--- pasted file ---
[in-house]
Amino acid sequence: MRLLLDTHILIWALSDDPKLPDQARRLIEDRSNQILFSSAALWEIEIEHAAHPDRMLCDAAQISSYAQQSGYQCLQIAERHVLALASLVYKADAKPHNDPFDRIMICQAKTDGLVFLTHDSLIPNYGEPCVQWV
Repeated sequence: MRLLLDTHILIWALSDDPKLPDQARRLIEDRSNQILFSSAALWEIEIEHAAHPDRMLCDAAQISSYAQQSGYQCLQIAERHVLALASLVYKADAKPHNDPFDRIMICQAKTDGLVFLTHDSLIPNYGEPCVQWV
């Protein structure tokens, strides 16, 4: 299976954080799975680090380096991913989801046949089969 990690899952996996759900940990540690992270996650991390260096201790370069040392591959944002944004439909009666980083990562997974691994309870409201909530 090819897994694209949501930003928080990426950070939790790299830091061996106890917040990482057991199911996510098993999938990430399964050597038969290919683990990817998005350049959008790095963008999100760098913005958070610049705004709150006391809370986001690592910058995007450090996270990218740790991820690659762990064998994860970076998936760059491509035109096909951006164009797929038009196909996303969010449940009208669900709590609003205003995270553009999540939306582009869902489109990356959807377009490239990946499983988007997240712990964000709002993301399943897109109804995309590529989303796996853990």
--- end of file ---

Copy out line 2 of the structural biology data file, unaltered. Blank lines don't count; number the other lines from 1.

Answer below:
Amino acid sequence: MRLLLDTHILIWALSDDPKLPDQARRLIEDRSNQILFSSAALWEIEIEHAAHPDRMLCDAAQISSYAQQSGYQCLQIAERHVLALASLVYKADAKPHNDPFDRIMICQAKTDGLVFLTHDSLIPNYGEPCVQWV